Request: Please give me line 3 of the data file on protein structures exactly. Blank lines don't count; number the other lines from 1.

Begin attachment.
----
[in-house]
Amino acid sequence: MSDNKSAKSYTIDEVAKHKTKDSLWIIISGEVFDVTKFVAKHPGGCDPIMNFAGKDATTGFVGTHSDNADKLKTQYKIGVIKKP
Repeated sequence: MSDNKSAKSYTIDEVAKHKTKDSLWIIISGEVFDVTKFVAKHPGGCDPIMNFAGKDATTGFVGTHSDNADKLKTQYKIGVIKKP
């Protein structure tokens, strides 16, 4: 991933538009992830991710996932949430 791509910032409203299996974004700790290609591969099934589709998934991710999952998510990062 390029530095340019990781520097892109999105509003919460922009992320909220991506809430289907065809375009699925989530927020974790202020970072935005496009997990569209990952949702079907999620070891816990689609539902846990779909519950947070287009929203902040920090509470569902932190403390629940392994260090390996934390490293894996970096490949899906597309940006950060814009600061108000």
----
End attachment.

Repeated sequence: MSDNKSAKSYTIDEVAKHKTKDSLWIIISGEVFDVTKFVAKHPGGCDPIMNFAGKDATTGFVGTHSDNADKLKTQYKIGVIKKP